The following is a post that was removed from Nature Network, on advice of its cowardly lawyers. I dunno, guv, looks pretty much like fair comment to me.
I had been working on this post last week when all this Singh business blew up. But in a way it is allied to the topic that I wanted to write about: the meaning of scientific authority. The British Chiropractic Association, rather than relying on the authority of peer-reviewed scientific evidence, has decided instead to throw the law at the unfortunate science writer.
By scientific standards their recourse to law just doesn’t seem right. In part, the BCA may have taken this action because they don’t fully understand the origin of scientific authority. But perhaps we should be sympathetic because there are plenty of supposedly well-informed people out there who don’t seem to have an entirely firm grasp of it.
Karol Sikora, “one of the UK’s most-quoted cancer experts and arch-critic of NHS cancer care” has just been found out for claiming a professorial affiliation with Imperial College that he does not have. On one level, as an Imperial prof myself, I am gratified that such a claim might be perceived as an effective way to boost your authority on weighty matters of medical science! But only if you are the real deal. And even then, how are people to know you can speak with authority?
There can be little doubt that Professor Susan Greenfield, director of the Royal Institution, is in a position of scientific authority. And she is very good at engaging the public. Judging by the number of hysterical headlines in the UK press of late, fed by her commentary on the possible negative effects of computer use on the developing brains of the young, she is certainly getting her message across. But as Dr Ben Goldacre has pointed out on his excellent Bad Science blog, there doesn’t seem to be too much substance to it.
According to Goldacre, when pressed on the matter she concedes to “a lack of evidence and an excess of panic, that these are merely ideas, speculations, hypotheses”. Though a neuroscientist herself, Professor Greenfield seems to have no program to tackle these potentially important questions. One has to wonder if part of her motivation for keeping such issues before the public is due to her endorsement of a expensive ‘mind-training’ computer game, the benefits of which have not been published in any peer-reviewed journal, as far as I can tell.
I can see two potential problems here. Firstly, whatever her motivation, the product endorsement seems to me to undermine her scientific authority on the question of the impact of computer usage on brain development. And secondly, what is the director or the Royal Institution doing endorsing products that claim a scientific legitimacy but have not passed the gold standard test of peer-review?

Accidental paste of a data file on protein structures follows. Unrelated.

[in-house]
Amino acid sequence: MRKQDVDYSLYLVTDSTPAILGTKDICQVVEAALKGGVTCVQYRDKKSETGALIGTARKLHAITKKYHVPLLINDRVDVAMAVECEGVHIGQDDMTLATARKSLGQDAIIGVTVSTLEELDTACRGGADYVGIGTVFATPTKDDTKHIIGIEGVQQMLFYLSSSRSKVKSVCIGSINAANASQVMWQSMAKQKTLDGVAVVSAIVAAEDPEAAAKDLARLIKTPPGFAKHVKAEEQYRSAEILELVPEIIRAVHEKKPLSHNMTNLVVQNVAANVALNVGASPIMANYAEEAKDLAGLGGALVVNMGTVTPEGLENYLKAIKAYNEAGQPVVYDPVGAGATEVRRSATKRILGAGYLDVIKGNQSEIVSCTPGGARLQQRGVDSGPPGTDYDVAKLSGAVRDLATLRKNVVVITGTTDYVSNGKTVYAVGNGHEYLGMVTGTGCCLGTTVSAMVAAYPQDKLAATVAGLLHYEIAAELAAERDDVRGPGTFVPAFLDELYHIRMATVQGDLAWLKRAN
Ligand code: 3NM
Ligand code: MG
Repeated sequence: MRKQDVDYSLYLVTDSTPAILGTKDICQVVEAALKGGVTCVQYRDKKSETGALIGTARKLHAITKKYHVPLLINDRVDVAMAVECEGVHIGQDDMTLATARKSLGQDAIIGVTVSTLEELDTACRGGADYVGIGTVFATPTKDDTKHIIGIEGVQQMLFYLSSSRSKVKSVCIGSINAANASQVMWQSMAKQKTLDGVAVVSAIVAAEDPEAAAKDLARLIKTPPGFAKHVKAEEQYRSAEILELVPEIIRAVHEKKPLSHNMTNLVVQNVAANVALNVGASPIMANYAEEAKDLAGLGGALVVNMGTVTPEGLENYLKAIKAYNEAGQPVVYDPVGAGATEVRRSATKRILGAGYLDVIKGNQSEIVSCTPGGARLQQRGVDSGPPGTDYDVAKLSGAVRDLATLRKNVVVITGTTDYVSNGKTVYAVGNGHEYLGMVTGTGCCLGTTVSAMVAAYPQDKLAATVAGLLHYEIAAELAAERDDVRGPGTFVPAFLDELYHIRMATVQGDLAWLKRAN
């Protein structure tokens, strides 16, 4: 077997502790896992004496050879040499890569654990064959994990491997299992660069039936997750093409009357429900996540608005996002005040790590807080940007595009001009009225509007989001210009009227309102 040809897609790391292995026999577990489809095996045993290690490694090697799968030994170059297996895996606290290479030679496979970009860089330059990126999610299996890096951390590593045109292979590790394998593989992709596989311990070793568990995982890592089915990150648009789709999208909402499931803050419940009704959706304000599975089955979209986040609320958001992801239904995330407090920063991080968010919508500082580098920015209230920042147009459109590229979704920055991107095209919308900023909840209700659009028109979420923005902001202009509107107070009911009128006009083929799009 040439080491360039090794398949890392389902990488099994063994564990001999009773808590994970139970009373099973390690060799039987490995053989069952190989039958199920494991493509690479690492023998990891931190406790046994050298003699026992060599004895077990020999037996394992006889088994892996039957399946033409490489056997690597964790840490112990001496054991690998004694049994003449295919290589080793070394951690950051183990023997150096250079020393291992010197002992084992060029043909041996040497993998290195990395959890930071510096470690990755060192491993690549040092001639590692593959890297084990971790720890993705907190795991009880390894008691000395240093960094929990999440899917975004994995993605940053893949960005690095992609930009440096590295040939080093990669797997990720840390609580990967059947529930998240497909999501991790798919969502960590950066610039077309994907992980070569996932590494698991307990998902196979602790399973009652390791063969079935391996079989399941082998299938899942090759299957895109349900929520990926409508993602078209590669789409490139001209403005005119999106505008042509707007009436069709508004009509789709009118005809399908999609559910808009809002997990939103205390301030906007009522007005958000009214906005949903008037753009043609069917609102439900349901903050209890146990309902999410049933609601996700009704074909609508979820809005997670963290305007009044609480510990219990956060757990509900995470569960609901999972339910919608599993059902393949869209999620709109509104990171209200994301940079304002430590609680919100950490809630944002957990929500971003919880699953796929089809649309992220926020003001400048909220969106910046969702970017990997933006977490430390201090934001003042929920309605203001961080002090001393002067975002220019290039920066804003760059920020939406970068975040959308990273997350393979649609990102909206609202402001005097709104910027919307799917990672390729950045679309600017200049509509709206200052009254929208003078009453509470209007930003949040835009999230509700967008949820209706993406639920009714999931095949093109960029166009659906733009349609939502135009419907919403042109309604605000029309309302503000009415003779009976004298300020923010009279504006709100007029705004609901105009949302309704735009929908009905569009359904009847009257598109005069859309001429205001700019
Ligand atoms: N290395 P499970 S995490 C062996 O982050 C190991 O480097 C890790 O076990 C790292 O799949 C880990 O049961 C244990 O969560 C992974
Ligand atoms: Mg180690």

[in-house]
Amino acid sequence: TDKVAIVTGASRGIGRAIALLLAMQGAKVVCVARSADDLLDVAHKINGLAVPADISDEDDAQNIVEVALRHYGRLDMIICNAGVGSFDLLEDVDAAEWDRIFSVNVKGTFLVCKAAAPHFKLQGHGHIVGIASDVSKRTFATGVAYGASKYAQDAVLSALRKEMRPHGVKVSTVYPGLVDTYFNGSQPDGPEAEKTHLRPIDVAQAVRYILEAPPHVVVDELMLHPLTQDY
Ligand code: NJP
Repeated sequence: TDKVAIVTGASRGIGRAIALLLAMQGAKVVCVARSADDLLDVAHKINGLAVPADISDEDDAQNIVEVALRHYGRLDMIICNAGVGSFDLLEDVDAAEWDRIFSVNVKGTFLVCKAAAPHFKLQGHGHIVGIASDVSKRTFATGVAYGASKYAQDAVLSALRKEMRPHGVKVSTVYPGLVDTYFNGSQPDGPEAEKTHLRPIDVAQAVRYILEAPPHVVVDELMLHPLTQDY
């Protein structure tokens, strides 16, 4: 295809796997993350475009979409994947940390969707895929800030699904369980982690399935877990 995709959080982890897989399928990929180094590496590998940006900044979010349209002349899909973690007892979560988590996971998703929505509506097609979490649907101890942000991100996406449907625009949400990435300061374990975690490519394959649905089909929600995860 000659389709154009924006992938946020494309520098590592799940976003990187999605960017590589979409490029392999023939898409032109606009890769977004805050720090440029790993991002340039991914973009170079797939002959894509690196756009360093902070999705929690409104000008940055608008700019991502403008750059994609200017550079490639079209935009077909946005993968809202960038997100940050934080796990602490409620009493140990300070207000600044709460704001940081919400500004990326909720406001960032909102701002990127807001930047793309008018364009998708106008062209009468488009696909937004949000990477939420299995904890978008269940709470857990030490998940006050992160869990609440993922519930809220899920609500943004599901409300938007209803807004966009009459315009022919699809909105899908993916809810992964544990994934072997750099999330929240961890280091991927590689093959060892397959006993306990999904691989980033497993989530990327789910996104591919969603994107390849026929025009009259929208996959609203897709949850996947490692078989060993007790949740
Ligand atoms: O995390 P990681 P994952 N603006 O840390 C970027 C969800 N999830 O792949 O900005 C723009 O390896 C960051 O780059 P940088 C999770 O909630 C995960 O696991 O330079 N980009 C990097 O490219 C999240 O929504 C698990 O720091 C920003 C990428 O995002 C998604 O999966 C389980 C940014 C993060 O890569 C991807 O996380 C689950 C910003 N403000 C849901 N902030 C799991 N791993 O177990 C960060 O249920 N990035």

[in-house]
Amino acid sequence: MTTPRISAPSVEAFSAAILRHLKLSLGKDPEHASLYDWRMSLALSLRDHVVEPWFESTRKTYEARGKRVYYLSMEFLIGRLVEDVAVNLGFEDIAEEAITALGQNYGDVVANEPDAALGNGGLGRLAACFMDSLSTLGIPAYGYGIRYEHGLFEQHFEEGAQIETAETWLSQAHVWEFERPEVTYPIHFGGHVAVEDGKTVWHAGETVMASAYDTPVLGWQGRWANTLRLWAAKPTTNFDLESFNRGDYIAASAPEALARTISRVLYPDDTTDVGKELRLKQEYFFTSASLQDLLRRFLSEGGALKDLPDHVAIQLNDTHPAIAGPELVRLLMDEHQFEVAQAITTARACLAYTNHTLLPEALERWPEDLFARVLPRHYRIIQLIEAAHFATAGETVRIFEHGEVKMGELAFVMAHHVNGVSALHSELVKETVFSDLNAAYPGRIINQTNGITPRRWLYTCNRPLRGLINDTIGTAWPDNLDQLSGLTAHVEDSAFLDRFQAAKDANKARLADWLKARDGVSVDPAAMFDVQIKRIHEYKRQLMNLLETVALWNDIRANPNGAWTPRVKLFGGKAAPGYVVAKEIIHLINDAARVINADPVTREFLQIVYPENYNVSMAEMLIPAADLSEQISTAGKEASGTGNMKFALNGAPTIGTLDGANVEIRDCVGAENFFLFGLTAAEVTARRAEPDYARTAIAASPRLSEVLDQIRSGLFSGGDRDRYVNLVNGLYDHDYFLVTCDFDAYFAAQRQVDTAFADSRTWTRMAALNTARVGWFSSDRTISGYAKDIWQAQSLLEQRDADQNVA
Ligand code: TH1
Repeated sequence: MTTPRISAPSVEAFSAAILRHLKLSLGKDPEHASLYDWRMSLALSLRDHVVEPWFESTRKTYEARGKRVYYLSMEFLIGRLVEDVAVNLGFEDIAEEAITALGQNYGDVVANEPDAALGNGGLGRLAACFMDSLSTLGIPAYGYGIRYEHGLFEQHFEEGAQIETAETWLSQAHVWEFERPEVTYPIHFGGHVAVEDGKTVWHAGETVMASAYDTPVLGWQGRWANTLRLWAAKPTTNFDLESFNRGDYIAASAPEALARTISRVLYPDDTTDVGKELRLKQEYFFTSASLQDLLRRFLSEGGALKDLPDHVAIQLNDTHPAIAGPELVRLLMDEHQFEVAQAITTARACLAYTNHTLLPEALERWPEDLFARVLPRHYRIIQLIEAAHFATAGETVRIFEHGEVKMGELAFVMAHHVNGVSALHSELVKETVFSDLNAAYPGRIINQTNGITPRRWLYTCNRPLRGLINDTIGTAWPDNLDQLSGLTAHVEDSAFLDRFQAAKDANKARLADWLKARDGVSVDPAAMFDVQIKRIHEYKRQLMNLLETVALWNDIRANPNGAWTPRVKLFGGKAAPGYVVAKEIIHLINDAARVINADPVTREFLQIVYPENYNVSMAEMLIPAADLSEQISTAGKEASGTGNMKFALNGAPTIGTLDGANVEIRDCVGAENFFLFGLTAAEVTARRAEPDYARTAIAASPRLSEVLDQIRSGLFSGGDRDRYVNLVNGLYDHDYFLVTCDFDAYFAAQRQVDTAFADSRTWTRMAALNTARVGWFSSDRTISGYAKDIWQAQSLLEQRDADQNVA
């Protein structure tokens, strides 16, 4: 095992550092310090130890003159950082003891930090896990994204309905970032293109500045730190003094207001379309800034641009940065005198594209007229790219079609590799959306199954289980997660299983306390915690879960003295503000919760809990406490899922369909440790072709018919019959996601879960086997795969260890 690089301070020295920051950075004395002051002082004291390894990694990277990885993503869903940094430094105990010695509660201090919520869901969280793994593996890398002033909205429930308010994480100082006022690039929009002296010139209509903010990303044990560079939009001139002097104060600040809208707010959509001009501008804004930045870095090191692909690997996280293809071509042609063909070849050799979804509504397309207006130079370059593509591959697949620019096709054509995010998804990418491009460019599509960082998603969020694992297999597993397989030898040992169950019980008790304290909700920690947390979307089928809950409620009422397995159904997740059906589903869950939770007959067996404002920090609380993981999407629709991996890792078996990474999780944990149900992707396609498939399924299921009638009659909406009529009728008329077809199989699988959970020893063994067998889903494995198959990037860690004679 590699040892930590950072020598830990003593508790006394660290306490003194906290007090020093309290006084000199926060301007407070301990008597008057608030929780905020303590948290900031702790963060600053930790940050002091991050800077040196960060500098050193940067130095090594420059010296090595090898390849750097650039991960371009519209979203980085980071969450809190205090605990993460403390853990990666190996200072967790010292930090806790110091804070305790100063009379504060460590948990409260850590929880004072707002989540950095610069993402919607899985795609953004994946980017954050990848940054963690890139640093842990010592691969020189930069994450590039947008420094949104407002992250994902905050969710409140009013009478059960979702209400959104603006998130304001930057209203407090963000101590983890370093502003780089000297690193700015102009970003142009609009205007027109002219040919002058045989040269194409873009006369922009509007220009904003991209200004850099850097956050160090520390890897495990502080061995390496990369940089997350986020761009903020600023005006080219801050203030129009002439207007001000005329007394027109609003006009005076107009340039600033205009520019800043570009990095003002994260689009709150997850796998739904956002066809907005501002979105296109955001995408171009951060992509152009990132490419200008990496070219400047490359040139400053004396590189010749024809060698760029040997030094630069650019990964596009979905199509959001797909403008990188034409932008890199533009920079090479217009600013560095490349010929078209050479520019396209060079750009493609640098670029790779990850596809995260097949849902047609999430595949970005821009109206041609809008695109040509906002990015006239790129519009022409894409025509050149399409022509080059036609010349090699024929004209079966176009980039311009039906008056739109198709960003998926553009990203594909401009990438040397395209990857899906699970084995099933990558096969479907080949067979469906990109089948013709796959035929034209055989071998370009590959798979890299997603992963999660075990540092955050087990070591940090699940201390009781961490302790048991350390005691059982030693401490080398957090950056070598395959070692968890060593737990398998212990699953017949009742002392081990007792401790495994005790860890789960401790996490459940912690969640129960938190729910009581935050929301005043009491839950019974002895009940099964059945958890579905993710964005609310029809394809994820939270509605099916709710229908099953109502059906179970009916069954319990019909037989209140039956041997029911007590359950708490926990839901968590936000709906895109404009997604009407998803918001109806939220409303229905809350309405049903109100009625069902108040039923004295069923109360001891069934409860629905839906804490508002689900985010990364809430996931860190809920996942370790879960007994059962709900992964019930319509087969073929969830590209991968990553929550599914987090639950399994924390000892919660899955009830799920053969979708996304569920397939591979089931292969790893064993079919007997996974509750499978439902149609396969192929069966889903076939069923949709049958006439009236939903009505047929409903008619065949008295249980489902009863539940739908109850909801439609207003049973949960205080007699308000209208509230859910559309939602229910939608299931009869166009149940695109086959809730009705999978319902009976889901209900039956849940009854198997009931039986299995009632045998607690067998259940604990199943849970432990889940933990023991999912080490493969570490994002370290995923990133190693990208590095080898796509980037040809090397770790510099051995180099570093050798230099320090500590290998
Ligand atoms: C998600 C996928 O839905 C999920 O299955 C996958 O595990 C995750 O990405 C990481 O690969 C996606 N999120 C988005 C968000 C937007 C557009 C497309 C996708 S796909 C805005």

George Monbiot is a polemicist, not a scientist. As such, he is perhaps allowed more license to pontificate but I find his output in The Guardian a little wayward and in several instances lacking in authority. A recent outburst, sub-titled “Science research in Britain is now all about turning knowledge into business, rather than the beauty of exploration”, is a case in point.
Like any good polemic there are a few kernels of truth. But unlike sound scientific writing, those truths are so cherry-picked that the piece becomes fairly worthless. He has picked up on the fact that the UK research councils all have former industrialists have as their chairs and connected it to the recent introduction of an ‘impact statement’ on all grant applications that, according to Monbiot, requires researchers to “describe the economic impact of the work they want to conduct”. From this he has spun a tale of woe about the corrosion of universities in the UK and the death of the wonder, insight and beauty that comes from science.
Not quite, Mr Monbiot. True, every government of every hue has made noises about making sure that science funding ultimately benefits the UK economy. There is a real debate to be had about this subject. But even a cursory glance at the web-site of the BBSRC (the research council I am most familiar with), would have brought him to this part of the FAQ on the new-fangled impact statements:
Does this focus on impact and benefits imply a shift away from blue-skies to
No, we acknowledge that “blue-skies” research is essential to underpin future
advancements in science and will continue to fund high quality basic research. The
scientific excellence of the research proposal will remain the primary criterion for
I can confirm that these are not empty sentiments since I recently sat among my scientific peers on a BBSRC funding committee scoring grant applications. It was very hard work, especially given the breadth of the science emanating from all corners of the UK. But I am happy to report that UK science is in rude good health. Not only was there a wealth of superb applications but the first, foremost, primary, and predominant consideration in judging each application was: is this good and exciting science?
And it was fantastic to see the enthusiasm of committee members for the scope and genius of the applications that excited them. For sure there were sometimes tensions in the room, arguments to and fro, forthright debate. But at the end of the process I sensed that most people were happy with most of the applications that ended up at the top of the pile. The process is by no means perfect and this was itself the subject of our deliberations at the close of the meeting: what steps could we take to enhance the judging process? Again the discussion was robust, informed, open.
Simply put, this frankness, this readiness to critique and be critiqued is the not-so-secret foundation of scientific authority that, strangely, remains a mystery to many. I have this on good authority, ladies and gentlemen. But please feel free to disagree.